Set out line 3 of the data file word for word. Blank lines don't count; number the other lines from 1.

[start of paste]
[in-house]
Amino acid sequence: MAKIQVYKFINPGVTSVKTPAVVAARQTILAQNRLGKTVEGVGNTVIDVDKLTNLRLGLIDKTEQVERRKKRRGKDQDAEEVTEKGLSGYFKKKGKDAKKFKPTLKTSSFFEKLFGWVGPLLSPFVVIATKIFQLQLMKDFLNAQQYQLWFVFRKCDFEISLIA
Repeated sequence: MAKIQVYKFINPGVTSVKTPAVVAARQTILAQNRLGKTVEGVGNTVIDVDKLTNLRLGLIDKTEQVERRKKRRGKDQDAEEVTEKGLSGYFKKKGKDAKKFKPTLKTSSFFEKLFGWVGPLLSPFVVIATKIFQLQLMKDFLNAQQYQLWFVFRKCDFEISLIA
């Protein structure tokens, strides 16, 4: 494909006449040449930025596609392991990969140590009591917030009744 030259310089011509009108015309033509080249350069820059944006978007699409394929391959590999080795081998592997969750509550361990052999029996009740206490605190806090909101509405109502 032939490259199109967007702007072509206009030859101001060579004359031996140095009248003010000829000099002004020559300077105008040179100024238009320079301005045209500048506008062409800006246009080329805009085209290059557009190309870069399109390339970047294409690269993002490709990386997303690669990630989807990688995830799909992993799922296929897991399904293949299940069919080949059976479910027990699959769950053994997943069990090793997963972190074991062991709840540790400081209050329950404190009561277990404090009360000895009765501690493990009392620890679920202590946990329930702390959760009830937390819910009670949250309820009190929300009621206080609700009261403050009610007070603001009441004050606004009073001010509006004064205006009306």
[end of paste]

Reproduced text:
Repeated sequence: MAKIQVYKFINPGVTSVKTPAVVAARQTILAQNRLGKTVEGVGNTVIDVDKLTNLRLGLIDKTEQVERRKKRRGKDQDAEEVTEKGLSGYFKKKGKDAKKFKPTLKTSSFFEKLFGWVGPLLSPFVVIATKIFQLQLMKDFLNAQQYQLWFVFRKCDFEISLIA